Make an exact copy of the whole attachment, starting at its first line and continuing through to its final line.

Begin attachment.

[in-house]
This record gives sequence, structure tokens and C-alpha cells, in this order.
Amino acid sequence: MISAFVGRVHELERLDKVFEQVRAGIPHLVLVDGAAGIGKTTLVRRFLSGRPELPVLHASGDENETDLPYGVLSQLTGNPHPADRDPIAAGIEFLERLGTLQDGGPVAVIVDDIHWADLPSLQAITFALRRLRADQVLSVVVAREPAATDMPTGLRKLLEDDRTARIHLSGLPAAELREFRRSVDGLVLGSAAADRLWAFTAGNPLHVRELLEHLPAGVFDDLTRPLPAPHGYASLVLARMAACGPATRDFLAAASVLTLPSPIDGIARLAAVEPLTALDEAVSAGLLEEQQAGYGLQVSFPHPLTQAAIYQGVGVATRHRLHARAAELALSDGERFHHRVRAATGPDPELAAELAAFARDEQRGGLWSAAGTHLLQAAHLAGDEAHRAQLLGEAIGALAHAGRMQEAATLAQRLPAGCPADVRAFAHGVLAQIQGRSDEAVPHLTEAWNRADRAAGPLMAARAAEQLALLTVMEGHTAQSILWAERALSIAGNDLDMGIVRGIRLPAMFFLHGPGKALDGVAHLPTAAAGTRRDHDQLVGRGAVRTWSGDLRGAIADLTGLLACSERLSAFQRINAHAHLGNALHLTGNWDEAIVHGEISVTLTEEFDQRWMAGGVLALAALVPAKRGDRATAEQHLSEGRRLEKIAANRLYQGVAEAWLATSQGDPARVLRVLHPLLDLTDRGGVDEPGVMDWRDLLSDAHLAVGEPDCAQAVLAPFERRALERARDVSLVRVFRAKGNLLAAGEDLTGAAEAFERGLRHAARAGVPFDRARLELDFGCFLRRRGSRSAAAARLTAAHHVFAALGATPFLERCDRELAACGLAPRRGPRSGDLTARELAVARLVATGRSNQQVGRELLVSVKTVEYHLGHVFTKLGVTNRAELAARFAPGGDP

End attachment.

[in-house]
This record gives sequence, structure tokens and C-alpha cells, in this order.
Amino acid sequence: MISAFVGRVHELERLDKVFEQVRAGIPHLVLVDGAAGIGKTTLVRRFLSGRPELPVLHASGDENETDLPYGVLSQLTGNPHPADRDPIAAGIEFLERLGTLQDGGPVAVIVDDIHWADLPSLQAITFALRRLRADQVLSVVVAREPAATDMPTGLRKLLEDDRTARIHLSGLPAAELREFRRSVDGLVLGSAAADRLWAFTAGNPLHVRELLEHLPAGVFDDLTRPLPAPHGYASLVLARMAACGPATRDFLAAASVLTLPSPIDGIARLAAVEPLTALDEAVSAGLLEEQQAGYGLQVSFPHPLTQAAIYQGVGVATRHRLHARAAELALSDGERFHHRVRAATGPDPELAAELAAFARDEQRGGLWSAAGTHLLQAAHLAGDEAHRAQLLGEAIGALAHAGRMQEAATLAQRLPAGCPADVRAFAHGVLAQIQGRSDEAVPHLTEAWNRADRAAGPLMAARAAEQLALLTVMEGHTAQSILWAERALSIAGNDLDMGIVRGIRLPAMFFLHGPGKALDGVAHLPTAAAGTRRDHDQLVGRGAVRTWSGDLRGAIADLTGLLACSERLSAFQRINAHAHLGNALHLTGNWDEAIVHGEISVTLTEEFDQRWMAGGVLALAALVPAKRGDRATAEQHLSEGRRLEKIAANRLYQGVAEAWLATSQGDPARVLRVLHPLLDLTDRGGVDEPGVMDWRDLLSDAHLAVGEPDCAQAVLAPFERRALERARDVSLVRVFRAKGNLLAAGEDLTGAAEAFERGLRHAARAGVPFDRARLELDFGCFLRRRGSRSAAAARLTAAHHVFAALGATPFLERCDRELAACGLAPRRGPRSGDLTARELAVARLVATGRSNQQVGRELLVSVKTVEYHLGHVFTKLGVTNRAELAARFAPGGDP